It is, in truth, largely impossible to judge this annual institution as you would any other exhibition – there is always the familiar chaos of the hanging, there’s such a wide variety in theme and style that any overarching assessment is tricky, and the fluctuations in quality that can come from so many artists (over 1,100 this year), both household names and unknown, being mixed together makes it hard to unpick.
Many critics dislike this show, I know they do. I, for one, though am not included in that. I get great pleasure from seeing what many artists are wrestling with. I look forward to new ideas, I revel in the democracy, and – true – I do enjoy the Friday Lates (open to 10pm) where you can enjoy a glass of wine in the Courtyard (whilst, this year, glancing at Yinka Shonibare’s colourful Wind Sculpture) before taking in the galleries.
So, consider this more a series of observations, rather than a review.
This marks the Summer Exhibition’s 249th year. I’m trusting that the RA has a few surprises up its sleeve for the big one next year and, well, you sense that perhaps there might be too many eyes on 2018 rather than focusing on 2017, for this year’s show doesn’t have the energy that has marked the rejuvenation of this show in recent years.
Many of this year’s works lack relevance. Instead, you sense artists are keen to focus on what is commercial, what will sell. As a result, few are taking any risks. This is – dare I say it – a disappointingly safe collection of works. There’s a real lack of any kind of observation on the state of the world today, which is a surprise given current events. And there’s not many making a stake to shake things up or provoke.
There aren’t any new ideas here.
That’s not to say that the Hanging Committee hasn’t made progressive choices. Far from it. Indeed, the RA and Eileen Cooper, who coordinated this year’s show, have been at pains to point out that deliberate effort has been made to “extend the reach of the exhibition to include more works from artists across the world, as well as artists working in different media, exploring and celebrating the new energy of the next generation.” (RA press release.)
And there’s certainly a few pieces from the Hanging Committee’s fishing trip that catch the eye – Hassan Hajjaj’s Henna Bikers, which can be glimpsed through the arches on entering the show, is a case in point. These veiled Muslim women relaxing around their beloved mopeds are a popular subject for him and are part of a project he completed on these gang girls of Morocco and their bike culture. They’re certainly a badass collection of women – though they’ll be familiar to the VICE readers and the younger generation than, perhaps, traditional RA visitors. It was a popular subject on social media, you see, when it happened. Three years ago. An example of the RA playing catch up, rather than setting the pace.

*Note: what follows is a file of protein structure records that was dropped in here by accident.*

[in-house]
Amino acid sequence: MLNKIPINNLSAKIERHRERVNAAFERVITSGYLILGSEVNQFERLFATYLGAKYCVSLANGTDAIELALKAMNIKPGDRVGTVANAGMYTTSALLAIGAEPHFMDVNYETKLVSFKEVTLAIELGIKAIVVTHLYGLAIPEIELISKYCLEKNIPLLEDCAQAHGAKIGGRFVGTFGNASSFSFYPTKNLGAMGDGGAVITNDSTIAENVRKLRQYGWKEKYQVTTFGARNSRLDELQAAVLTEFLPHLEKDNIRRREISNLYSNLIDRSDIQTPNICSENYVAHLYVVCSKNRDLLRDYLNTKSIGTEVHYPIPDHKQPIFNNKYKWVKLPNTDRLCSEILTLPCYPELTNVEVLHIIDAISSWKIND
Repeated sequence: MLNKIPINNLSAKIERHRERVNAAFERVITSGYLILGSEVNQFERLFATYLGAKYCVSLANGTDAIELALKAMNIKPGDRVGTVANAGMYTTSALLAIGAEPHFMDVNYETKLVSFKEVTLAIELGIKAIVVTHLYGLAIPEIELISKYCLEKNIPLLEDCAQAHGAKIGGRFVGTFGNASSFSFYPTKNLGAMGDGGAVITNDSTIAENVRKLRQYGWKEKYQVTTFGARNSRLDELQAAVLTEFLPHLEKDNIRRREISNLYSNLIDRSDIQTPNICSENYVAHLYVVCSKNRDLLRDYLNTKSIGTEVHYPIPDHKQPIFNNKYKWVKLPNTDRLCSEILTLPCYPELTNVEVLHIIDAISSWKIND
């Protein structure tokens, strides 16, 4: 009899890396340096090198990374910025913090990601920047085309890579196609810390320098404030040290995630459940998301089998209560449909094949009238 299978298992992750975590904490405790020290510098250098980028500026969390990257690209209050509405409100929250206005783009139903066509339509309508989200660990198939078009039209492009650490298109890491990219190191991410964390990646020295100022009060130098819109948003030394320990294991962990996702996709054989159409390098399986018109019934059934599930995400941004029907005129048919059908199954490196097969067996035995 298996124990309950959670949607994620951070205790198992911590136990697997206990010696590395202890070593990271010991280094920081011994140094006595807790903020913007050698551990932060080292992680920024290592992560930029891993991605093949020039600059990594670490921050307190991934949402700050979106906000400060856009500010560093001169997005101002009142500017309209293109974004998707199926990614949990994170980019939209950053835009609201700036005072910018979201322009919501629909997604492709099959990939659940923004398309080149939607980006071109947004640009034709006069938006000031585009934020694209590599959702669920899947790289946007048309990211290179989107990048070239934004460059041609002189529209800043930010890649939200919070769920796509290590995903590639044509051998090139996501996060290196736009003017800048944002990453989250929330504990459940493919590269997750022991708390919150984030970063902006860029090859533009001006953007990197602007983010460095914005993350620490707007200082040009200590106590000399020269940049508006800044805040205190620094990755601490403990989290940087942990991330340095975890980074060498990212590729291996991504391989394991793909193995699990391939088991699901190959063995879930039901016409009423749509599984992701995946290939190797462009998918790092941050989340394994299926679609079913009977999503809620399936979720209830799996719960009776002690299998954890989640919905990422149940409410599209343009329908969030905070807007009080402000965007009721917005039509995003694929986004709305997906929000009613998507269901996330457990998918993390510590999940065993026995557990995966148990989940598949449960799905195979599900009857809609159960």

And, this year, two galleries have been set aside for film, including works from Julie Born Schwartz and (Charles Wollaston Award Winner) Isaac Julien. Only these are not the most engaging films, or the most innovative in this genre. Which doesn’t really give these new voices and new ideas the best platform.
And, worse, in spite of all this talk of new artists and new ideas, pride of place across this Exhibition is given to old guns. And old guns with not much to say.
Walk into the first room, the Central Hall, and you’ve a bland photo from Marina Abramovic and (yet) another neon from Tracey Emin. I’m tired of those neons – and there’s more than a few in this show. They’ve been done to death.
Turn left into the big Gallery II and you’ve a big vivid pink Michael Craig-Martin and more than usual from Bill Jacklin, who was actively involved in the hanging of a few of the rooms. We know what these guys do – we’ve seen it for years and years. And, beyond, you’ve a very bland piece from Sean Scully.
Or take the opportunity to turn right instead, into the Lecture Room and beyond, and you’ve a whopping Anish Kapoor lump, titled Unborn, that is a blend of an aborted foetus and an Eton Mess, a ‘meh’ Gilbert and George comprised of slogans and ad extracts for sex workers, men with vans, and Asian egg donors, and a tired piece from Allen Jones of a naked woman.
And you know things are going awry when even the Anselm Kiefer seems to be dialled in. I mean, it’s the best piece of art here by some margin (obviously) but the man does more challenging work than this vast canvas comprised of dried flowers resting in warm hues of yellow.
And there seem to be works from Yinka Shonibare in every room. Great, but it’s familiar territory of covering renaissance sculptures with colourful African prints, and blending Western religious iconography with global cultural references. There is nothing new to see here.
Away from the big names, there are some interesting pieces from more unknown artists. But the exhibition is pretty thin on the ground in terms of subject matter. Abstract and conceptual art is everywhere. ‘Where are the portraits?’ my companion cried as I made her go around the Exhibition a second time so I could take more in. Indeed. Few tackling this, or landscapes for that matter, either. And it is frustrating to see pop culture references still being the likes of Amy Winehouse and hoodies. Hardly insightful.
I will be back for another view. Of course I will. Like I say, I enjoy so much about the show, and what surrounds it. But I also want more time to take in more of these works. However, I sense that I will return with slightly less enthusiasm than previous years, and with a far greater intent to really pull apart what’s on show to see if I can work out why so much and so many of the artists insist on circling the superficial.
Royal Academy of Arts, London, to August 20, 2017
Admission £14 (excl. Gift Aid). Concessions available.
All installation photos by me.
You can find more exhibition photos in my Facebook album.